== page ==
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An Elementary Understanding of Fair Value vs. Futures Price

Without going into a PhD diatribe of how one calculates fair value and its relationship to the futures price, I am going to provide you with a very basic understanding of the relationship and how the retail investor can use the information.

Very simply, first understand that the S&P 500 cash and S&P 500 future are completely different products. When referring to "fair value" one is simply taking the present value of the S&P 500, or cash, and factoring in the borrowing costs to own all of the stocks in the index, dividends and difference between the current day and front month future expiration in order to mathematically derive a fair value relationship between the cash and the future. *Keep in mind that when mentioning the fair value relationship we are always referring to the "spot" future, or what is commonly labeled the "front month". In today's case it would be the December 2013 future.

Most financial websites and media networks calculate fair value for the viewer, so no need to worry about the math. Just understand that the fair value is where the front month future should be trading, according to the mathematical calculation. However, with the futures market open through the night and the equity markets open for a limited session during the day, external factors, such as supply and demand, will often have the futures price deviating from fair value. It is this deviation that is often reflected by the media networks (i.e. CNBC, Bloomberg, Fox Business) in the pre-market hours in an effort to provide investors with an implied open for the index, or in other words: market sentiment.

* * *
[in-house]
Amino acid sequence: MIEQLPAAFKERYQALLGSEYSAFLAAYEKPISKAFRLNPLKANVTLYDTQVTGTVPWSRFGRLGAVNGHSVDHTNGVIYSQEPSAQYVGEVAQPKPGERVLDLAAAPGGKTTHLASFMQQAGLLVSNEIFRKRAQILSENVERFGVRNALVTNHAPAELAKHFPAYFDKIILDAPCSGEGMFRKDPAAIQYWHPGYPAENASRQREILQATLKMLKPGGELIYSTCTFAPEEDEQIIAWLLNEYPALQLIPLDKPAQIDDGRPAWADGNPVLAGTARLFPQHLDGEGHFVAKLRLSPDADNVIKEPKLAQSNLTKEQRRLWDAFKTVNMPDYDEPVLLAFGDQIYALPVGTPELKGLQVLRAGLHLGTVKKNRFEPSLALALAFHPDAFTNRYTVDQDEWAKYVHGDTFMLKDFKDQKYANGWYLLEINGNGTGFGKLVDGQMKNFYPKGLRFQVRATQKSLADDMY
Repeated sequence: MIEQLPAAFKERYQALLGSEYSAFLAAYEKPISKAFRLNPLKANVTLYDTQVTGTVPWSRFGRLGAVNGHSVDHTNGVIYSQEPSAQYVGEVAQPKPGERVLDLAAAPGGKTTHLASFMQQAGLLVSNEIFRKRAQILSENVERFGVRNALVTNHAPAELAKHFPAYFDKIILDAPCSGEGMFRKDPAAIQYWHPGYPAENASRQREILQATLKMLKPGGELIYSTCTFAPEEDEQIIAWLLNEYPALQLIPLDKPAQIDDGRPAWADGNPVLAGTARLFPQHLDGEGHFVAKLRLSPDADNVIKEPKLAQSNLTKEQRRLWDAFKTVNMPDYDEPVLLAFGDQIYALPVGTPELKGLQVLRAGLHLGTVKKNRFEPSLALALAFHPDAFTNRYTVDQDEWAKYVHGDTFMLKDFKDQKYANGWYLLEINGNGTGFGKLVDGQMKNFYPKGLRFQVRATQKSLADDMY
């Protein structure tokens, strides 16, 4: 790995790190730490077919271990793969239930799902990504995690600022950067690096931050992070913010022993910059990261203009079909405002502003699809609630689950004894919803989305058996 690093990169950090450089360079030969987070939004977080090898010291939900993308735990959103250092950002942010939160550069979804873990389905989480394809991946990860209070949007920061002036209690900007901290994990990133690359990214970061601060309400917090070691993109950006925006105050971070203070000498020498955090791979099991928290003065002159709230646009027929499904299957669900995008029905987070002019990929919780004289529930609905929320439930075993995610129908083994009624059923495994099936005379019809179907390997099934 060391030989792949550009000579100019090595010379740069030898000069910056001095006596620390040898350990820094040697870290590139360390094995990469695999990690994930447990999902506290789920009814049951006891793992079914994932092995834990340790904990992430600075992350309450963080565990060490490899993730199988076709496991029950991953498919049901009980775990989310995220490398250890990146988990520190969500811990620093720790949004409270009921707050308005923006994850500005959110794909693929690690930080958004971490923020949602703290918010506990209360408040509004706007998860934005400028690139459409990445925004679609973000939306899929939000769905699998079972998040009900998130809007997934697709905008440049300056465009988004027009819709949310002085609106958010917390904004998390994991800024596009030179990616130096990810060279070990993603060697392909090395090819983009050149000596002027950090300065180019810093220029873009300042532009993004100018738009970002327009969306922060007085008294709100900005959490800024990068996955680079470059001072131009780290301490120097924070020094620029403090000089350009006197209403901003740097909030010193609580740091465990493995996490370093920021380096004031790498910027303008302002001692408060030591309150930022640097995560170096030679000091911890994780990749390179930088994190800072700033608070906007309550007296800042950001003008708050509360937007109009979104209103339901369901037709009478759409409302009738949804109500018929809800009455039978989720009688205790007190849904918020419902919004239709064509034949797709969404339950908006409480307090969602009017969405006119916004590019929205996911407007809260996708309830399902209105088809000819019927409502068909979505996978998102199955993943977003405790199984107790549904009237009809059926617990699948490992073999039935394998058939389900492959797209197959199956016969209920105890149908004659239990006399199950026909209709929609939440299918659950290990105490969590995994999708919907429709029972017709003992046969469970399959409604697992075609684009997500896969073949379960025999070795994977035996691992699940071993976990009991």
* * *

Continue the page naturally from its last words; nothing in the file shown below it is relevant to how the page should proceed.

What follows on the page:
The following is how it might appear on your screen:

S&P 500 Futures: +5 Fair Value: +7

So what does this mean?

In this example one might look at the TV and think, "GREAT," futures are indicating a higher open for the market, however at second look and with a little math the screen is actually showing a bearish sentiment. How? Remember...fair value is only a calculation of where the future "should be". Above, traders are pricing in a discount to fair value of 2 points (FV - S&P Future), which implies a lower opening for the cash index of 2.

Vice versa, if the pre-market data reads as follows, the sentiment would be bullish:

S&P 500 Futures: +7 Fair Value: +5

So what is the "implied open"?

In this particular case it is +2 points. I know...the math gets a little tricky. Remember to use fair value as your line in the sand. For this example the futures are trading at a premium to the fair value by 2 points, so traders are pricing in a rise in the index at the open.

While this relationship can appear very complicated, and has historically been used as an institutional indicator for arbitrage and program trading, the retail trader can also use the relationship as a basic indicator for market sentiment. Please note, however, that this information should not be used for stock or option selection, merely an indicator of market conditions.

Travis McGhee


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At the time of publication, Travis McGhee held no positions in the stocks or issues mentioned.

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